In the United Kingdom and Australia, students will have completed a four-year undergraduate degree leading to a master of science, or similar qualification. In other countries, including the majority of Europe and India, a three-year undergraduate degree followed by a one- or two-year masters degree is necessary. A number of factors are considered when assessing applications, including relevant research experience and the subject area of the undergraduate degree (nearly always physics, astrophysics or mathematics based). The minimum academic requirement for students graduating on a North American-related "GPA scheme" is a GPA of 3.7/4.0, although the majority of successful applicants have a higher grade.

 Students whose initial training is in another discipline, such as mathematics, normally need to acquire a masters level qualification with a substantial physics-based element.  We offer one and two-year masters degrees in Astronomy and Cosmology.  Typically, each year, several students completing these courses are offered admission for a PhD at Sussex or elsewhere.

Contacts & How to Apply

The deadline for funded applications will probably be in February 2018, please check back for detail of timetable and interview dates nearer the time.

For practical questions about applications and/or funding please contact the Rsearch Support Assistant Rebecca Foster on rebecca.foster@sussex.ac.uk.  

For academic questions please contact the Astronomy Post Graduate Admissions coordinator (Dr. Jon Loveday).

To start your application through the university's on-line admissions system, go here.

Academic Requirements FAQ

My academic training is not in astrophysics, can I apply to become a PhD  student in astronomy at Sussex?

Our research-only PhD  course is not well-suited to someone who has not had undergraduate training in astrophysics or physics with a component of astrophysics.  There simply isn't time available to acquire the necessary background in astrophysics while also completing enough research for a PhD.  As a consequence, students whose initial training is in another discipline, such as electrical or aerospace engineering, computing, pure mathematics,... normally need to acquire a masters level qualification with a substantial astrophysics/physics-based element.  Many students from such background who have taken our MSc courses in Astronomy or Cosmology have gone on to study for a PhD at Sussex or elsewhere.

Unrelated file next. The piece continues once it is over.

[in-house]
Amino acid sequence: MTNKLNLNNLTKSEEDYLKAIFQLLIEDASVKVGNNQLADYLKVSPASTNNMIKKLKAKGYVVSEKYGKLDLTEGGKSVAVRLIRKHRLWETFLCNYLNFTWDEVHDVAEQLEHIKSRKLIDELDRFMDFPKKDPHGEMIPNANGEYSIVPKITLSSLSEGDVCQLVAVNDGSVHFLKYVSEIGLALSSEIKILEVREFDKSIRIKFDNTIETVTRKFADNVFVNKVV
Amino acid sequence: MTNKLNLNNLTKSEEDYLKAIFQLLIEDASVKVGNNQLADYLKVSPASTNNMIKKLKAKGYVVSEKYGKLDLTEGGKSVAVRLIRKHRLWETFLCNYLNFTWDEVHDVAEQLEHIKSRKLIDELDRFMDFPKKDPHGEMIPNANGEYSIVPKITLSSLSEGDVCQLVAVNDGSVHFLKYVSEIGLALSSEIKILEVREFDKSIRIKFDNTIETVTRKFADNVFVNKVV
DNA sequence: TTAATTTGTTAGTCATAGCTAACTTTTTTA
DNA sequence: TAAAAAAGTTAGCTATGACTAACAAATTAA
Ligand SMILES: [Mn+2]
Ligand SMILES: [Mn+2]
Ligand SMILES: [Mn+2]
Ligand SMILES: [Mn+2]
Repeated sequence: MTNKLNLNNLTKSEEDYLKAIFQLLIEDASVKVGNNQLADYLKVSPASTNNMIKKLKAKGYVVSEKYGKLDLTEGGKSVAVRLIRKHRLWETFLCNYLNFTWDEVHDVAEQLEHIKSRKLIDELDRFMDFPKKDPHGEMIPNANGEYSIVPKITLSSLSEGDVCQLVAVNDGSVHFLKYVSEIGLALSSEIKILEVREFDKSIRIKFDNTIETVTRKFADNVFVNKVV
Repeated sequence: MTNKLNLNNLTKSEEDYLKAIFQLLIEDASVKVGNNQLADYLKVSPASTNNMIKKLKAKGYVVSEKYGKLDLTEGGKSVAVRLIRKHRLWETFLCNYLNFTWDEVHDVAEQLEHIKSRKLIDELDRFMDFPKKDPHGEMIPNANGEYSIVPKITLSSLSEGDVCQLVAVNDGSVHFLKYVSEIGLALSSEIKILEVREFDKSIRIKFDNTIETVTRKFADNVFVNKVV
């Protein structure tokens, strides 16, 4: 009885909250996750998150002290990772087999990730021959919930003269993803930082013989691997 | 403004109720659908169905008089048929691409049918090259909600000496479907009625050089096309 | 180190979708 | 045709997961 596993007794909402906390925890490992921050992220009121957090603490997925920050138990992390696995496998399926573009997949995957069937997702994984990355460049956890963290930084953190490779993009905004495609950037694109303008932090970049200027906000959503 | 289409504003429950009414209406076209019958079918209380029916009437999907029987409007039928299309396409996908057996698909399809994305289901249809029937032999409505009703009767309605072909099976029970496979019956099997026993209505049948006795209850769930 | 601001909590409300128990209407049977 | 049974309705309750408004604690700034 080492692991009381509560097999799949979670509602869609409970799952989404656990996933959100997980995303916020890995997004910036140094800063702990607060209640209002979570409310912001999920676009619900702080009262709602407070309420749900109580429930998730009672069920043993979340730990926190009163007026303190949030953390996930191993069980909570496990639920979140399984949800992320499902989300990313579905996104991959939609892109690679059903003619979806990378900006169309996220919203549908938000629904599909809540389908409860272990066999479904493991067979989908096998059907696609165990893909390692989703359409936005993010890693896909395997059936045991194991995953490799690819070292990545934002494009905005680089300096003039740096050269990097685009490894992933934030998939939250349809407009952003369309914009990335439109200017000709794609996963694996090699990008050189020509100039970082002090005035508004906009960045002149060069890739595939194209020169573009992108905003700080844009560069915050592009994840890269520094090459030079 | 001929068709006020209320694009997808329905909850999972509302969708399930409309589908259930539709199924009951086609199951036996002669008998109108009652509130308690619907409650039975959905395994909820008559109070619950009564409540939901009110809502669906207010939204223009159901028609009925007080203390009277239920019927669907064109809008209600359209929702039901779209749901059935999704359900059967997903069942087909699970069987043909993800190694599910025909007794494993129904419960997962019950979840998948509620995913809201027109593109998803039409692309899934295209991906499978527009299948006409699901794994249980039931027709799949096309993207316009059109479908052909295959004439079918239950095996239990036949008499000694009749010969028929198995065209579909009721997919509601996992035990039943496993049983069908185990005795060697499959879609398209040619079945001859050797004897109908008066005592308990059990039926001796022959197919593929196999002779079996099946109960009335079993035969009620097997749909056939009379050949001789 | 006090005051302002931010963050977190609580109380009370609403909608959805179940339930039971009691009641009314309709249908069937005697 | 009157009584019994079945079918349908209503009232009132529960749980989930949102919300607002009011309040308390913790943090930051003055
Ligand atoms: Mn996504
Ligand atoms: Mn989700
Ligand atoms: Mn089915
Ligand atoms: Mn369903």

I have an undergraduate degree from the United States of America and a strong GPA score, can I apply to undertake an Astronomy PhD at Sussex?

 Undergraduates educated in the United Kingdom (UK) embarking on our PhD programme will have completed a four-year programme of study consisting almost exclusively of physics/astrophysics and mathematics courses.  The students are thus far less broad educationally then their counterparts in the USA but their knowledge in physics and mathematics is significantly more advanced. The difference in the undergraduate programmes explains the very different format and timescale for the respective PhD  programmes in the two countries. PhD programmes in the USA typically involve a two-year period with a considerable course-work element, followed by a three-year period devoted exclusively to thesis research. At Sussex (and most universities in the UK) the length of the PhD is just three-four years and the thesis research element commences right at the start.  As a result, we are rarely in a position to offer admission to our PhD programme to someone straight from an undergraduate training in the USA. For students wishing to research in predominantly theoretical areas, including cosmology and the cosmic microwave background, admission to the PhD programme is simply not possible.  If a student is interested in projects with a more observational/data-analysis bias admission can be a possibility, in which case see the requirements outlined below.

 For an application to be viable, a student will expect to complete a four-year undergraduate degree in the USA, with a strong emphasis on physics and mathematics courses, including several at postgraduate level. A GPA score of at least 3.8 (on system with a maximum of 4.0) is required and you should also have undertaken at least one research internship or research-project in the field of astrophysics. When making an application it is not necessary to describe a specific Ph.D. project but you should indicate the type of research in which you are interested, with some indication of subject area(s) and relevant faculty member(s) [who might act as supervisor for a Ph.D.].